***This blog entry is bit dated. I was asked to contribute to a conversation on leadership and the emerging church. I thought of this post in light of the recent news about the allegations surrounding Bishop Eddie Long of New Birth in Atlanta/Lithonia, Ga. I believe the cult of personality/celebrity is a dangerous environment to be in as a spiritual leader. Pastor that have large platforms need to be more careful when entering into this strange American cultural practice. I believe it is wrought with peril and unncessary suffering.***
I received an email some days ago asking me to contribute to a great conversation about church leadership in 21st-century North America. This conversation is being facilitated by Drew Ditzel. He’s studying @ Columbia Theological Seminary. As a part of his studies he’s investigating leadership and the emerging church. There will be seven emerging church bloggers that will be contributing to this conversation. I look forward to chatting with folks on this very important issue.
As one who comes from the world of black Pentecostalism and the Word of Faith/Charismatic storefront the image of pastor as CEO is gaining wide currency. An example of this would be popular pastor Bishop Eddie Long of New Birth Missionary Baptist Church in Lithonia, GA just outside of Atlanta. He, along with many other prominent ministers, have been under fire recently for affluent lifestyles that are largely supported from the coffers/finances of their non-profit ministries. I’m not here to debate the ethics of Long’s particular case. I’m interested in something he said in a recent interview regarding his affluent lifestyle being largely supported by his church. It appears Congress has gotten into the mix by interrogating and investigating the finances of prominent ministers. Bishop Long will be one of many preachers that will be under Congress’ scrutiny.
In defense of his affluence Bishop Long says, ” “We’re not just a church, we’re an international corporation.” Long proclaims with confidence that he is a CEO of a multi-national non-profit ministry. And like any other CEO of a large corporation he should be well compensated. His use of the image of CEO and corporation I find to be interesting. I have respect for Long’s ministry. I refuse to join the cacophony of voices throwing broad and sweeping condemnations towards his ministry. Anybody that has truly done ministry knows that ministry can be a complex reality. A mixed bag of good and bad.
The use of CEO/coporation to describe the pastor and church seems to be the controlling metaphors or images by which the community and its leadership is seen. The pastor is CEO and members of the community are corporate workers and donors. The non-profit ministry itself being a corporation just like any other corporation. In the book Missional Church, edited by Darrell Guder, the image of pastor as CEO running a multinational corporation is put within in a larger historical context.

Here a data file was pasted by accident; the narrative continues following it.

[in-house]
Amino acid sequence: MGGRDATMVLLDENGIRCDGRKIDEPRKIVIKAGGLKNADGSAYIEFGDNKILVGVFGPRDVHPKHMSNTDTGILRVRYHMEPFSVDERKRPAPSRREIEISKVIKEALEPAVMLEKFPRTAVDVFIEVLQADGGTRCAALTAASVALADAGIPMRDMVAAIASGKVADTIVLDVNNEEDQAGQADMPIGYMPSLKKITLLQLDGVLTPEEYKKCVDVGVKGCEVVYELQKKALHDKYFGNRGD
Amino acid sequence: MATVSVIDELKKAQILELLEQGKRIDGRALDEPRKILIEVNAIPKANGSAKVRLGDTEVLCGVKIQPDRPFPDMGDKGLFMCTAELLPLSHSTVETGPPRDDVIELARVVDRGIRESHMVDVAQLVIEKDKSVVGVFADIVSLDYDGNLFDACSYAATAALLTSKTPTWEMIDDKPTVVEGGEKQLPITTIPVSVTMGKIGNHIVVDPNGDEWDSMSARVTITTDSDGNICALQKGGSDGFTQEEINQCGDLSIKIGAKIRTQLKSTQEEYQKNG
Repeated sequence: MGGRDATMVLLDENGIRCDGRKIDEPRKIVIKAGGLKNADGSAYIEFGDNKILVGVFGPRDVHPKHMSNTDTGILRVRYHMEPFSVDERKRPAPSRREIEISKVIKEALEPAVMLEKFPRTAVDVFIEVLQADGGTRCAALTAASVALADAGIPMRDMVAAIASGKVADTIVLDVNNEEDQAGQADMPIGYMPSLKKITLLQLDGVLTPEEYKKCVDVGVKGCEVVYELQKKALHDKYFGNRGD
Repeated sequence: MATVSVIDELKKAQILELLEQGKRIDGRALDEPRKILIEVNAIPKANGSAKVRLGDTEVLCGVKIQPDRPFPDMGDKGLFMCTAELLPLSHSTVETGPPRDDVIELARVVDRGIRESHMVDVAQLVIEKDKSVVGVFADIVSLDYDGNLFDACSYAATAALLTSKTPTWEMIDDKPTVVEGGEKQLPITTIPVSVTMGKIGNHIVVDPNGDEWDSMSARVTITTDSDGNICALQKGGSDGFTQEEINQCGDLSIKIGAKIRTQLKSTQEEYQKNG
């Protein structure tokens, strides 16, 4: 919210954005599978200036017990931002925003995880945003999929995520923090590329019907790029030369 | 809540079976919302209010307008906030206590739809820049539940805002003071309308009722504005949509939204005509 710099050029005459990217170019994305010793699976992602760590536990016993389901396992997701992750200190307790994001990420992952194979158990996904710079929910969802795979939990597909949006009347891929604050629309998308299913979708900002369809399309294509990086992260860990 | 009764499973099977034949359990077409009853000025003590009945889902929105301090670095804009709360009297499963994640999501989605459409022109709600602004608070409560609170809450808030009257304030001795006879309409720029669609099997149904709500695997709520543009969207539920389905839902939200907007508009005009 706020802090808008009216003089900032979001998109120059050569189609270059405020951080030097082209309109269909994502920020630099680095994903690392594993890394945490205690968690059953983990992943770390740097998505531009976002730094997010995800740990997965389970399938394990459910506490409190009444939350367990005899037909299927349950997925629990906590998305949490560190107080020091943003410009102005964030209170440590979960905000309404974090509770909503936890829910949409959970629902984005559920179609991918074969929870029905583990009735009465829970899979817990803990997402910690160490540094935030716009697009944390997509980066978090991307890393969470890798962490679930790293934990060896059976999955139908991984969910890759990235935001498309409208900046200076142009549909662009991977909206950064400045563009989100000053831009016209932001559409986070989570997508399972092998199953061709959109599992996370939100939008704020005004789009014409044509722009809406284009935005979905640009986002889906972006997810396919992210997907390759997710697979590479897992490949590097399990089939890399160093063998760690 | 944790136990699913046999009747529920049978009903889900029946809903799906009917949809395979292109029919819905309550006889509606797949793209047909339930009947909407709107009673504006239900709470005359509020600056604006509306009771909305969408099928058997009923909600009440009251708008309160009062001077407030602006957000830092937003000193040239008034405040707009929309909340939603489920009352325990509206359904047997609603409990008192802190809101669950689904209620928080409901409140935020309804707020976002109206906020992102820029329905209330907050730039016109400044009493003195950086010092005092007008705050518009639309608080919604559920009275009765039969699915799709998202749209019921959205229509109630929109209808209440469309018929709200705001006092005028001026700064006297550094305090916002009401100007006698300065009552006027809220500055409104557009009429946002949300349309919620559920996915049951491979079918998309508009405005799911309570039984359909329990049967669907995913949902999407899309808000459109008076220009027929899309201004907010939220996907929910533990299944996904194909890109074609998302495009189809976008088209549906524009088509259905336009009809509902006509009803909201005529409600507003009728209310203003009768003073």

“The nature of leadership is thus transformed into the management of an organization shaped to meet the spiritual needs of consumers and maximize market penetration for numerical growth. Schools of management now replace medical and law schools as the professional model shaping seminary leadership training.”(p. 198)
One of the things embraced within the postmodern is the realization that we do theology from some place. Our place is within the political economy of democratic liberal capitalism. We live in a Market culture where just about all human interaction is seen through the lens of commerce and exchange. The language of the multi-national corporation guides the understanding and structure of many in Christ’s body. This is not necessarily a judgment but an observation that Market culture dictates our understanding of church leadership and the mission of the church in God’s world. Pastor is CEO. Church is multi-national corporation. For the most part this reality seems to be a very practical thing given the world in which we live. But there is a danger, I believe, in uncritically embracing these images of controlling and directing our understanding of leadership and community.
I believe leadership in the emerging church will not uncritically accept these metaphors and images of leadership and community. Largely because uncritically embracing Market language and image into the church’s mission can easily make it difficult to see one’s complicity with the negative pathologies of Free Market fundamentalism. I would hope that leadership in the emerging church would be able to deconstruct the bad habits of free market fundamentalism by at least being able to resist habits, beliefs, and practices that make it difficult to see one’s complicity with structures of injustice. As Jacques Derrida once taught us: deconstruction is justice. In deconstruction, leadership is able to be honest about the finite nature of humans building these institutions and communities. The very real human tendency to create structures/communities/institutions that maintain injustice among neighbors. That they are just as easy to get caught up in practices and beliefs that make if difficult to discern one’s complicity with injustice.
One such habit that needs to be resisted is the ‘maintenance of spectacle’. I can see emerging church leaders positioned by theological humility, focus on peace-making, reconciliation, and forgiveness as a way to resist the maintenance of spectacle in their respective congregation. What is spectacle?